Submitted to: Meeting Abstract
Publication Type: Abstract Only
Publication Acceptance Date: 5/16/2006
Publication Date: 6/1/2006
Citation: Lawrence, C.J., Cruz, V.M., Gardner, C.A., Widrlechner, M.P., Millard, M.J., Seigfried, T.E., Campbell, D.A., Brendel, V. 2006. Summer research internships in plant genome research for American Indians at Iowa State University [abstract]. Book of Abstracts - Collaborative Plant Biology in the Rocky Mountain/Midwest Region: Impacts and Future Prospects for Plant Genomics. p. 31.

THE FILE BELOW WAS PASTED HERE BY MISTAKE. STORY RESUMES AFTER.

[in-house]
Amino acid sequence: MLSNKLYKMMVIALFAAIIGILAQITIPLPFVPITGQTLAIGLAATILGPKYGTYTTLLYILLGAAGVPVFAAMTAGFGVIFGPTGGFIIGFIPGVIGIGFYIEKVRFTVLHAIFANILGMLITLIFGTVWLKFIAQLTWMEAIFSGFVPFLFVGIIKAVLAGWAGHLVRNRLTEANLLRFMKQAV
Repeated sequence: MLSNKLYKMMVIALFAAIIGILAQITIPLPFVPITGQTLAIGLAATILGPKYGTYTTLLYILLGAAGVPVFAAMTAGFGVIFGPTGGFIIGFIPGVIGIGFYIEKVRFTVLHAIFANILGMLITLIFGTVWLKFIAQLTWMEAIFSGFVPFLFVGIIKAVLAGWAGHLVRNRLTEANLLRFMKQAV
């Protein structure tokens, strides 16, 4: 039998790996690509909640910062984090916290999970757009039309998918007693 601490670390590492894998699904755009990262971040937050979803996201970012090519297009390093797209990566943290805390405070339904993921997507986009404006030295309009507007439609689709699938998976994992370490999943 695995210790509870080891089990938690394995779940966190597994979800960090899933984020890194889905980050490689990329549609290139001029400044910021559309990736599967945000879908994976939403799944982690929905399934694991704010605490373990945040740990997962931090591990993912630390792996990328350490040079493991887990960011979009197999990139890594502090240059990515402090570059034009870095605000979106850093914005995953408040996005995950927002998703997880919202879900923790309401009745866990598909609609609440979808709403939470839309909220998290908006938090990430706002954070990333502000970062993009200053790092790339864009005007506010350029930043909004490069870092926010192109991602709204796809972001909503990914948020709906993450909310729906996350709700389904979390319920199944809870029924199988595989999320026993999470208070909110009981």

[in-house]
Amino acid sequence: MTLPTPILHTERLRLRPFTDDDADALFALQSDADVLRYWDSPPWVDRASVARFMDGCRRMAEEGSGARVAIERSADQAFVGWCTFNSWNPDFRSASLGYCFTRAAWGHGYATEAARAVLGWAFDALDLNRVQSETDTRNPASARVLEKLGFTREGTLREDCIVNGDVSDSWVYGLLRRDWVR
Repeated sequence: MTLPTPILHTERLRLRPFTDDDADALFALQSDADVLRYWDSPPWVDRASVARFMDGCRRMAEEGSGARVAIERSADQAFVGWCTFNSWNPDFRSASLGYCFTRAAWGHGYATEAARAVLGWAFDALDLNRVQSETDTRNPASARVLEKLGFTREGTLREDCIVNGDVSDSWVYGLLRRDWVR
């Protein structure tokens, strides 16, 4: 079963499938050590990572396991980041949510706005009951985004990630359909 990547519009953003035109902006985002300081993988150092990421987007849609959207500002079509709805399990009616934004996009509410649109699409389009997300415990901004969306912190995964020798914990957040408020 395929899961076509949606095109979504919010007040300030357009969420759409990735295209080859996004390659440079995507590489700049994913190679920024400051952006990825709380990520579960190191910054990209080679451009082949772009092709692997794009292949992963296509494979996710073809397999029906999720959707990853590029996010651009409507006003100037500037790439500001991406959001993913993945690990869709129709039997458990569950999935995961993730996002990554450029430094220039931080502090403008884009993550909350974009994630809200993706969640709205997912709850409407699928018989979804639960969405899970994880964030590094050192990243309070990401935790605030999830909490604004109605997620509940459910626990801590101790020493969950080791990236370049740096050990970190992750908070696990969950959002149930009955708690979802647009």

Technical Abstract: The involvement of American Indian students and researchers in plant genome research is minimal. In an effort to increase their representation in the research community, we are offering a summer program to mentor seven American Indian undergraduates in plant genomics research. Students selected to participate will study Zea mays and Echinacea species - plants of importance to many Native Tribes. Five students will work with USDA-ARS North Central Regional Plant Introduction scientists to carry out field work (to grow and propagate the plants), to collect and preserve plant material, and to use SSRs (Simple Sequence Repeat) or other suitable molecular markers to characterize those accessions. Data generated by these students, as well as information describing cultural practices involving those plants, will be stored in a database and made accessible through a Web interface to be created by two students who will work with members of the Maize Genetics and Genomics Database (MaizeGDB) team. Travel, health care, room and board, and a $2,500 stipend will be made available to each student, and will be arranged by the Iowa State University George Washington Carver Summer Research Internship program, which runs from June 3 to July 29. An advisory council made up of Tribal Elders will be consulted before the students arrive and also will be invited to attend a Commencement Jamboree where the Elders' hopes for the students will be conveyed alongside the outcomes anticipated by the researcher mentors. This work is funded by the National Science Foundation (NSF) and conducted by Iowa State University and USDA-ARS personnel.